Positively Las Vegas


Dinosaur tracks found in Nevada

First Triassic vertebrate tracks to ever be found in the state.
Becky Humphrey Excavation.jpg
Triassic Track 2.jpg
Dr. Josh Bonde fieldwork.jpg
Posted at 5:54 PM, Sep 25, 2019
and last updated 2019-09-25 20:54:13-04

LAS VEGAS (KTNV) — The Las Vegas Natural History Museum’s paleontology team recently unveiled the first Triassic vertebrate tracks to be found in the state of Nevada.

Paleontologist Becky Humphrey, and Curator of Paleontology Dr. Josh Bonde unveiled the find at the Geological Society of America Annual Meeting in Phoenix, Ariz.

UNLV student, Alex Purcell, discovered the tracks in 2018.

Humphrey and Bonde confirmed the find and began a study to determine what prehistoric animals were literally running around with early dinosaurs at the dawn of the Mesozoic era.

“This find gives us a peek at southern Nevada 240 million years ago, during a time not well known in our state, before dinosaurs came to dominate and the land was ruled by crocodile-like animals,” said Bonde. “Our team is proud to be out there contributing to the story of the deep history of Nevada.”

Conducted in collaboration with fossil track expert and Curator of the Dinosaur Discovery site at Johnson Farm, Andrew Milner, the GSA presentation featured the impressions of the hands and feet of crocodile-like animals that roamed Lake Mead National Recreation Area roughly 240 million years ago.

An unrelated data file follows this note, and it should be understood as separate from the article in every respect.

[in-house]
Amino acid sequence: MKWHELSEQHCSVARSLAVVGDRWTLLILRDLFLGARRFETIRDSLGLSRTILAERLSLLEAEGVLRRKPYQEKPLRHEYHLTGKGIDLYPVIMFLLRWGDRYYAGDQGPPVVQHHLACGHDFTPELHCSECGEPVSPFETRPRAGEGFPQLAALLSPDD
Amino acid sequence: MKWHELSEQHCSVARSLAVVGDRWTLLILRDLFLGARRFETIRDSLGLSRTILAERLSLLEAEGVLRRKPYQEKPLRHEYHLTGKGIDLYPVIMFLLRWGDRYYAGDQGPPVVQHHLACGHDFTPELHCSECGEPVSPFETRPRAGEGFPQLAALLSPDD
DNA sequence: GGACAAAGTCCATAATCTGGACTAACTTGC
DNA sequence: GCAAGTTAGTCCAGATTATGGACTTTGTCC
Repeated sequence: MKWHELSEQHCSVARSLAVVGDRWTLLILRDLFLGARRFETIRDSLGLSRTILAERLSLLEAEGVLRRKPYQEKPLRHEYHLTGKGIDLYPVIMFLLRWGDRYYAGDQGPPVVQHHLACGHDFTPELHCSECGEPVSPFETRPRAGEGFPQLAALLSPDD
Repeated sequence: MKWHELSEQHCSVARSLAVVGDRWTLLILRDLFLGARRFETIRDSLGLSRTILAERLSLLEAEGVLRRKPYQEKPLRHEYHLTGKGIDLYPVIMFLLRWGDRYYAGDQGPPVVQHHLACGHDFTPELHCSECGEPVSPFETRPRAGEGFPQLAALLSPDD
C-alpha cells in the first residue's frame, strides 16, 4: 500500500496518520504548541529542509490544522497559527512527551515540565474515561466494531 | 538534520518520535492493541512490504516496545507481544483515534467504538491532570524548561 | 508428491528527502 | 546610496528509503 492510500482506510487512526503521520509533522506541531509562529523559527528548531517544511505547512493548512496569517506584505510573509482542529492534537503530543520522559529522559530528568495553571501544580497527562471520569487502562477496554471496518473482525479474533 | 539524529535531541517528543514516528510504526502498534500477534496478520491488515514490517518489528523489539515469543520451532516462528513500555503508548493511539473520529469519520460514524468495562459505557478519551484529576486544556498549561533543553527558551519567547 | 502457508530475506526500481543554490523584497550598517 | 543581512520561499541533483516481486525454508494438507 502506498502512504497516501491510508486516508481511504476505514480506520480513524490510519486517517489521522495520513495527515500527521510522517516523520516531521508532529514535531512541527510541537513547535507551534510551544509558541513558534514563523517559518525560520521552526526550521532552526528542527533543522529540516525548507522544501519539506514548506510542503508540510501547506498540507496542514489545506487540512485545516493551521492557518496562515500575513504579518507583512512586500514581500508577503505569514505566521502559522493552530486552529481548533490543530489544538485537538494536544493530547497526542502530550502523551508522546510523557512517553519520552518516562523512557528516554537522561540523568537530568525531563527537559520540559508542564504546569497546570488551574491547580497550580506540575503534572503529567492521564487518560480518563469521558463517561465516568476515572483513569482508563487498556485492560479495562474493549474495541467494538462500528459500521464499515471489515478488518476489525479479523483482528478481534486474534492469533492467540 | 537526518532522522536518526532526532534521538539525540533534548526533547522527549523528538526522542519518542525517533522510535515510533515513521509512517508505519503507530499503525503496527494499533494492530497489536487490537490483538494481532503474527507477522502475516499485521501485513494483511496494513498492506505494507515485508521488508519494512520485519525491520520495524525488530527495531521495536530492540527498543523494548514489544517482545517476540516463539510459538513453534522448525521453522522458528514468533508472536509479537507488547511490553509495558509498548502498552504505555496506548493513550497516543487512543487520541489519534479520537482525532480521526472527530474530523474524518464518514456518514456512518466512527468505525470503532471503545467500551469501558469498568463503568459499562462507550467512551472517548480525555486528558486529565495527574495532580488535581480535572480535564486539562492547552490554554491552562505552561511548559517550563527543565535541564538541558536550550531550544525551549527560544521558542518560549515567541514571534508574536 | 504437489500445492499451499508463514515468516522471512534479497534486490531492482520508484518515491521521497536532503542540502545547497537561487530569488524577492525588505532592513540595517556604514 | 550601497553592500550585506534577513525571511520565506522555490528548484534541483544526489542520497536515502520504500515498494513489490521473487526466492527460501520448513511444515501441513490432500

At that time Southern Nevada was on the edge of a sea in a shallow tidal flat environment. These animals lived alongside the earliest dinosaurs and mammals, which had just evolved following the End Permian Mass Extinction.

The research of Humphrey and Bonde sheds light on life from a period of time not well studied in Nevada to date, and suggests that further research may produce new tracks to tell us more about this unique and interesting time in Earth’s history.

The tracks are currently being studied in the Richard Ditton Learning Lab at the Las Vegas Natural History Museum and will eventually be curated by the National Park Service.